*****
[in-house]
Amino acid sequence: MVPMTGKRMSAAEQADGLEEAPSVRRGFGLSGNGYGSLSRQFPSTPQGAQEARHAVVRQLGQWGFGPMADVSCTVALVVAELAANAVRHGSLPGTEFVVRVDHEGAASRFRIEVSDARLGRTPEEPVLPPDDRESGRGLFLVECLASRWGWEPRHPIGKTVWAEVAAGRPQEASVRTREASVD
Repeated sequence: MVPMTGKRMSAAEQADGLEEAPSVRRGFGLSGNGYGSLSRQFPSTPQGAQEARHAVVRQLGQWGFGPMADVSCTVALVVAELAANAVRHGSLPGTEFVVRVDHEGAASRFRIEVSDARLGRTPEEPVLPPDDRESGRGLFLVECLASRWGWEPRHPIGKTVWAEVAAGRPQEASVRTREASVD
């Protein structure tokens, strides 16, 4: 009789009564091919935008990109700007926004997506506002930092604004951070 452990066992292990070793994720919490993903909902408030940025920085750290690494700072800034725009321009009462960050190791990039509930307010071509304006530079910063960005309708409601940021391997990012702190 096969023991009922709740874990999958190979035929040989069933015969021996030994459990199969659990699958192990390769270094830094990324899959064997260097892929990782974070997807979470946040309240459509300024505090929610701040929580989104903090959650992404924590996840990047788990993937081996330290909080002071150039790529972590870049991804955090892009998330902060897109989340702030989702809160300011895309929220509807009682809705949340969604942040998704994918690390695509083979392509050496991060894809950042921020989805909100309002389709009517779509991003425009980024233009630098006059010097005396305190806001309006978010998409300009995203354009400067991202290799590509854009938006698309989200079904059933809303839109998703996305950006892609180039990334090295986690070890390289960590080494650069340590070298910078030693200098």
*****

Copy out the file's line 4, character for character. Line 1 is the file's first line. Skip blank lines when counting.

């Protein structure tokens, strides 16, 4: 009789009564091919935008990109700007926004997506506002930092604004951070 452990066992292990070793994720919490993903909902408030940025920085750290690494700072800034725009321009009462960050190791990039509930307010071509304006530079910063960005309708409601940021391997990012702190 096969023991009922709740874990999958190979035929040989069933015969021996030994459990199969659990699958192990390769270094830094990324899959064997260097892929990782974070997807979470946040309240459509300024505090929610701040929580989104903090959650992404924590996840990047788990993937081996330290909080002071150039790529972590870049991804955090892009998330902060897109989340702030989702809160300011895309929220509807009682809705949340969604942040998704994918690390695509083979392509050496991060894809950042921020989805909100309002389709009517779509991003425009980024233009630098006059010097005396305190806001309006978010998409300009995203354009400067991202290799590509854009938006698309989200079904059933809303839109998703996305950006892609180039990334090295986690070890390289960590080494650069340590070298910078030693200098």